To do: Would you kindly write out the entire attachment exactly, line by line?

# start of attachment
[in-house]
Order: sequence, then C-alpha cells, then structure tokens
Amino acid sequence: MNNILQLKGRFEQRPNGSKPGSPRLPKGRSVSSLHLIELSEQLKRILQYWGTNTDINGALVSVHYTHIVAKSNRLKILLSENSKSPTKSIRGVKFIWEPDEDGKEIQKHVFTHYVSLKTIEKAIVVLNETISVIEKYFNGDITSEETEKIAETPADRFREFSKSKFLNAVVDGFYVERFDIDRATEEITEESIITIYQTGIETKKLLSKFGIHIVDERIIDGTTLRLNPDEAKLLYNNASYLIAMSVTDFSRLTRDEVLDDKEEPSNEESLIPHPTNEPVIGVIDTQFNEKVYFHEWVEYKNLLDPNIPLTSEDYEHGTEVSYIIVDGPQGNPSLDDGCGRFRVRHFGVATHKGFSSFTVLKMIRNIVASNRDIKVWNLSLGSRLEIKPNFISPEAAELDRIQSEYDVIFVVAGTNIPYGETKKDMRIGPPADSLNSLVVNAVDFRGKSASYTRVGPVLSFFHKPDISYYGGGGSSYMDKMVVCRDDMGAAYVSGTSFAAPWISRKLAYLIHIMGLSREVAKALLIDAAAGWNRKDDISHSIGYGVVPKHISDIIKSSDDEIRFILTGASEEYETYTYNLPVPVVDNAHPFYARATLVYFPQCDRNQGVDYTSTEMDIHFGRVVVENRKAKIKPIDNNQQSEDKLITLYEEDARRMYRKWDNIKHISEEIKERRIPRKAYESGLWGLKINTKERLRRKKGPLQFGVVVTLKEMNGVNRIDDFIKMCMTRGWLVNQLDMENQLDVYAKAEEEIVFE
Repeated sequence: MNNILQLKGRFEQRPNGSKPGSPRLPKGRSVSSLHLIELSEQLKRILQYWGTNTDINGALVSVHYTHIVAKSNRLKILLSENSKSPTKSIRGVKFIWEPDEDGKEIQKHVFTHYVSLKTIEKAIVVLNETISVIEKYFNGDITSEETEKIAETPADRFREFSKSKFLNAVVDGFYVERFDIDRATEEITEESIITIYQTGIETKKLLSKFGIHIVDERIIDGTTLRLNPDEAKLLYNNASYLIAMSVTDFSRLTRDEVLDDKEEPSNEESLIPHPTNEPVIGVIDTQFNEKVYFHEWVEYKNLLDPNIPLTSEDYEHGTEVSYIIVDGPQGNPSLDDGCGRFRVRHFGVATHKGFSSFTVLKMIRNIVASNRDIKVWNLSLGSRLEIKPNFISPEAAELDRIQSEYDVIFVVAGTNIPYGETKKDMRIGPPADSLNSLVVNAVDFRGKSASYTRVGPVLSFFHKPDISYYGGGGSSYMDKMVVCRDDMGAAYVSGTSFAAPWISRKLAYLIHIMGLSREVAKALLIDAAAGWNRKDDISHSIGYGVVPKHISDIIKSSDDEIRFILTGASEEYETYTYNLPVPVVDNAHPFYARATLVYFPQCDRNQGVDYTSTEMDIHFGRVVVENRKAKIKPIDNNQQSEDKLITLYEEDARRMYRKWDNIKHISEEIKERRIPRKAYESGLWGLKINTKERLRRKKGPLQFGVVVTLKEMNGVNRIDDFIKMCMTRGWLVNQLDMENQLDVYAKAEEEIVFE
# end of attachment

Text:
[in-house]
Order: sequence, then C-alpha cells, then structure tokens
Amino acid sequence: MNNILQLKGRFEQRPNGSKPGSPRLPKGRSVSSLHLIELSEQLKRILQYWGTNTDINGALVSVHYTHIVAKSNRLKILLSENSKSPTKSIRGVKFIWEPDEDGKEIQKHVFTHYVSLKTIEKAIVVLNETISVIEKYFNGDITSEETEKIAETPADRFREFSKSKFLNAVVDGFYVERFDIDRATEEITEESIITIYQTGIETKKLLSKFGIHIVDERIIDGTTLRLNPDEAKLLYNNASYLIAMSVTDFSRLTRDEVLDDKEEPSNEESLIPHPTNEPVIGVIDTQFNEKVYFHEWVEYKNLLDPNIPLTSEDYEHGTEVSYIIVDGPQGNPSLDDGCGRFRVRHFGVATHKGFSSFTVLKMIRNIVASNRDIKVWNLSLGSRLEIKPNFISPEAAELDRIQSEYDVIFVVAGTNIPYGETKKDMRIGPPADSLNSLVVNAVDFRGKSASYTRVGPVLSFFHKPDISYYGGGGSSYMDKMVVCRDDMGAAYVSGTSFAAPWISRKLAYLIHIMGLSREVAKALLIDAAAGWNRKDDISHSIGYGVVPKHISDIIKSSDDEIRFILTGASEEYETYTYNLPVPVVDNAHPFYARATLVYFPQCDRNQGVDYTSTEMDIHFGRVVVENRKAKIKPIDNNQQSEDKLITLYEEDARRMYRKWDNIKHISEEIKERRIPRKAYESGLWGLKINTKERLRRKKGPLQFGVVVTLKEMNGVNRIDDFIKMCMTRGWLVNQLDMENQLDVYAKAEEEIVFE
Repeated sequence: MNNILQLKGRFEQRPNGSKPGSPRLPKGRSVSSLHLIELSEQLKRILQYWGTNTDINGALVSVHYTHIVAKSNRLKILLSENSKSPTKSIRGVKFIWEPDEDGKEIQKHVFTHYVSLKTIEKAIVVLNETISVIEKYFNGDITSEETEKIAETPADRFREFSKSKFLNAVVDGFYVERFDIDRATEEITEESIITIYQTGIETKKLLSKFGIHIVDERIIDGTTLRLNPDEAKLLYNNASYLIAMSVTDFSRLTRDEVLDDKEEPSNEESLIPHPTNEPVIGVIDTQFNEKVYFHEWVEYKNLLDPNIPLTSEDYEHGTEVSYIIVDGPQGNPSLDDGCGRFRVRHFGVATHKGFSSFTVLKMIRNIVASNRDIKVWNLSLGSRLEIKPNFISPEAAELDRIQSEYDVIFVVAGTNIPYGETKKDMRIGPPADSLNSLVVNAVDFRGKSASYTRVGPVLSFFHKPDISYYGGGGSSYMDKMVVCRDDMGAAYVSGTSFAAPWISRKLAYLIHIMGLSREVAKALLIDAAAGWNRKDDISHSIGYGVVPKHISDIIKSSDDEIRFILTGASEEYETYTYNLPVPVVDNAHPFYARATLVYFPQCDRNQGVDYTSTEMDIHFGRVVVENRKAKIKPIDNNQQSEDKLITLYEEDARRMYRKWDNIKHISEEIKERRIPRKAYESGLWGLKINTKERLRRKKGPLQFGVVVTLKEMNGVNRIDDFIKMCMTRGWLVNQLDMENQLDVYAKAEEEIVFE